China Takes Credit for Sudan Allowing UN Peacekeepers

China's special representative on Darfur says the Chinese government's dialogue with Sudan was key to Khartoum agreeing to allow United Nations peacekeepers into the conflict-ridden Darfur region. As Daniel Schearf reports from Beijing, China has become more active in trying to resolve the Darfur conflict after facing criticism for putting economic concerns above human rights.

China's special envoy on Darfur Liu Guijin said Thursday that Sudan's agreement last month to allow U.N. peacekeepers into Darfur "could not be separated" from the Chinese government's efforts on the issue.

"From the highest leader in China to relevant foreign ministry officials, we have always used our method of using our words and made use of every opportunity and channel in every aspect of work, especially with the Sudanese government," said Liu.

Khartoum for months dragged its feet on a U.N. plan to allow thousands of peacekeepers into Darfur to relieve overwhelmed African Union forces. Last month it finally signed approval for a hybrid force of AU and U.N. troops.

Liu visited Sudan and other African nations last month. He says the deployment will begin, at the earliest, at the end of this year, pending Khartoum's agreement on a date.

China has resisted sanctions against the African nation despite accusations Khartoum has supported militias responsible for mass killings and rape in Darfur that Washington has called "genocide."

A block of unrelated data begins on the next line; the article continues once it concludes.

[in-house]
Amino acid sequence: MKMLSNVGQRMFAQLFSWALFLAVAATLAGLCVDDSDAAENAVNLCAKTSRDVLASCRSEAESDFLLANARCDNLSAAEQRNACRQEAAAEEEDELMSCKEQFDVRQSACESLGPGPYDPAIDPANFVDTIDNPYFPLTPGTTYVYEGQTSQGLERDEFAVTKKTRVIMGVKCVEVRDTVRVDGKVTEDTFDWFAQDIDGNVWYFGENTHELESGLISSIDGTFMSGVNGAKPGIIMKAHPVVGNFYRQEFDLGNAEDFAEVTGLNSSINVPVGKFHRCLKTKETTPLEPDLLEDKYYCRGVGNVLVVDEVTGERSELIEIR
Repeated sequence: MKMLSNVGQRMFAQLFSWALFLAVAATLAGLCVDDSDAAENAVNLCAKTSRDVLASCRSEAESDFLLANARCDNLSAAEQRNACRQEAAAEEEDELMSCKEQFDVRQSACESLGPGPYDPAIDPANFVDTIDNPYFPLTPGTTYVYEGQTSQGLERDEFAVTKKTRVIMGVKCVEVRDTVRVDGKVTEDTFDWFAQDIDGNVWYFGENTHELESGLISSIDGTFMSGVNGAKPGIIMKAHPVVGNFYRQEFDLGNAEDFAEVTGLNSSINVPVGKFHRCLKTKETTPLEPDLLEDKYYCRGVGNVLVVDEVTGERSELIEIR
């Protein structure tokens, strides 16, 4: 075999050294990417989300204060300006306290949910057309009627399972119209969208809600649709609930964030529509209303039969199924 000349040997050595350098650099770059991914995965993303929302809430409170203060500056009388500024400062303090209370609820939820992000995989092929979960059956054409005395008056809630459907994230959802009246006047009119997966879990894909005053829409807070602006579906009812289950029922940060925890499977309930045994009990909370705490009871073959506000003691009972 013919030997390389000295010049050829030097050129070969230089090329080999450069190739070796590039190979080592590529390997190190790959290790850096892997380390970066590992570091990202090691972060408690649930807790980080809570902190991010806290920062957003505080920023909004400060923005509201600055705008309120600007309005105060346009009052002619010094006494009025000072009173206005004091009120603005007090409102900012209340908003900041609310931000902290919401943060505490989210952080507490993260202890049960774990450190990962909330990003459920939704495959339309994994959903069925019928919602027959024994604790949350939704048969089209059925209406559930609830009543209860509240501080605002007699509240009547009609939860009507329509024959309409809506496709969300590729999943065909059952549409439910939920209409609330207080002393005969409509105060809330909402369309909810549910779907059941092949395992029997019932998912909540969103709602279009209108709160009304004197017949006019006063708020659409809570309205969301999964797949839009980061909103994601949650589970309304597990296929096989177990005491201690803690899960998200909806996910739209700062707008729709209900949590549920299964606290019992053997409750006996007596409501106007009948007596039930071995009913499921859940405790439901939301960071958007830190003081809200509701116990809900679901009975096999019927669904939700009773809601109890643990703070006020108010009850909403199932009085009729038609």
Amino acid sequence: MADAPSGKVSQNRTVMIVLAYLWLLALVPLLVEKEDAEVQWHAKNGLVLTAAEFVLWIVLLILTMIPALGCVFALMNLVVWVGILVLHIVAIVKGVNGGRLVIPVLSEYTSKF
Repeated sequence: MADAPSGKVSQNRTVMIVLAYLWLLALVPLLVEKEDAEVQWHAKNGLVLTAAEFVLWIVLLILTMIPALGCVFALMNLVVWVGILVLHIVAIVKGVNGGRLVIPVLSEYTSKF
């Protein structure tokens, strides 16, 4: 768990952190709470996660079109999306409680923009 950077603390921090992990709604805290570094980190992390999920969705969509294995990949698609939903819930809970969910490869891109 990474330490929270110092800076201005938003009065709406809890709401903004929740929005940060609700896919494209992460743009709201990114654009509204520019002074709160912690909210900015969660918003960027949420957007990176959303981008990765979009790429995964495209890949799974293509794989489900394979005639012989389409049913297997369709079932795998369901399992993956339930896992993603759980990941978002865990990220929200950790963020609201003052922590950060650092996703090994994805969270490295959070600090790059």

President Bush has taken a "wait and see" attitude to Sudan's agreement to the U.N. deployment.

Liu says western nations should stop doubting Sudan's intentions and be more welcoming of the steps forward.

He compares Khartoum to a naughty child who needs to be rewarded for good behavior.

"It's just like a child. If you judge him to be a bad child, when he does something good you should give him a little encouragement and say some nice things," said Liu.

Human rights organizations say China, which buys two-thirds of Sudan's oil exports and sells arms to Khartoum, is more interested in money than in human rights, an accusation Beijing denies.

Liu says China was doing its best to ensure weapons sold to Khartoum did not end up in the wrong hands.

He says attempts to politicize Beijing's hosting of the 2008 Olympics by linking it to the Darfur situation could only be due to ignorance of China's efforts to resolve the conflict or from people maintaining a "Cold War" ideology.

More than 200,000 people have been killed and two million made homeless since 2003 when rebels and government forces began fighting in Darfur.